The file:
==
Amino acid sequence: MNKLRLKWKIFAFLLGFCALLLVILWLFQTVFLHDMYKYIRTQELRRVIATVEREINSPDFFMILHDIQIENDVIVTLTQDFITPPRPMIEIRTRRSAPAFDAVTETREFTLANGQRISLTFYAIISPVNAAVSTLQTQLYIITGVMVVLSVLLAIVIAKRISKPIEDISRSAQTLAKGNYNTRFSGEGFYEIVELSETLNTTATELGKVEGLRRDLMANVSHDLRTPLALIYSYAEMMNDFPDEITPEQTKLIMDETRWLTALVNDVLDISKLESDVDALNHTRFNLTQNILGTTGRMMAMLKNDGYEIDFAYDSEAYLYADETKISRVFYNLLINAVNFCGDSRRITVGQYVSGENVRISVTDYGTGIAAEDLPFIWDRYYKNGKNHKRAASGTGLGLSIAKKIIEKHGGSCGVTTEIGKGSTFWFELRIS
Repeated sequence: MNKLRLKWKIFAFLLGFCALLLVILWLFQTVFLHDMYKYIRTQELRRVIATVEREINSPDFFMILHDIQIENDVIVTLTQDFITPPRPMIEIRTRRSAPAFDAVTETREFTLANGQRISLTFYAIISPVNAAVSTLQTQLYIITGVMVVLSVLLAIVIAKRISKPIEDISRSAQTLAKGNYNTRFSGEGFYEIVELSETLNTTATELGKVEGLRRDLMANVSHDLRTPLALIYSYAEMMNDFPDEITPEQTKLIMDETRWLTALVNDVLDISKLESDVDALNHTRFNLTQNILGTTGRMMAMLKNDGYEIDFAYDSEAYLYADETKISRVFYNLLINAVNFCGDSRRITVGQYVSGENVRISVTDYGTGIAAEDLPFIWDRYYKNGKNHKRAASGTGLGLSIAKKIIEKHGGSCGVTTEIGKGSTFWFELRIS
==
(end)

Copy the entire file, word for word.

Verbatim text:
Amino acid sequence: MNKLRLKWKIFAFLLGFCALLLVILWLFQTVFLHDMYKYIRTQELRRVIATVEREINSPDFFMILHDIQIENDVIVTLTQDFITPPRPMIEIRTRRSAPAFDAVTETREFTLANGQRISLTFYAIISPVNAAVSTLQTQLYIITGVMVVLSVLLAIVIAKRISKPIEDISRSAQTLAKGNYNTRFSGEGFYEIVELSETLNTTATELGKVEGLRRDLMANVSHDLRTPLALIYSYAEMMNDFPDEITPEQTKLIMDETRWLTALVNDVLDISKLESDVDALNHTRFNLTQNILGTTGRMMAMLKNDGYEIDFAYDSEAYLYADETKISRVFYNLLINAVNFCGDSRRITVGQYVSGENVRISVTDYGTGIAAEDLPFIWDRYYKNGKNHKRAASGTGLGLSIAKKIIEKHGGSCGVTTEIGKGSTFWFELRIS
Repeated sequence: MNKLRLKWKIFAFLLGFCALLLVILWLFQTVFLHDMYKYIRTQELRRVIATVEREINSPDFFMILHDIQIENDVIVTLTQDFITPPRPMIEIRTRRSAPAFDAVTETREFTLANGQRISLTFYAIISPVNAAVSTLQTQLYIITGVMVVLSVLLAIVIAKRISKPIEDISRSAQTLAKGNYNTRFSGEGFYEIVELSETLNTTATELGKVEGLRRDLMANVSHDLRTPLALIYSYAEMMNDFPDEITPEQTKLIMDETRWLTALVNDVLDISKLESDVDALNHTRFNLTQNILGTTGRMMAMLKNDGYEIDFAYDSEAYLYADETKISRVFYNLLINAVNFCGDSRRITVGQYVSGENVRISVTDYGTGIAAEDLPFIWDRYYKNGKNHKRAASGTGLGLSIAKKIIEKHGGSCGVTTEIGKGSTFWFELRIS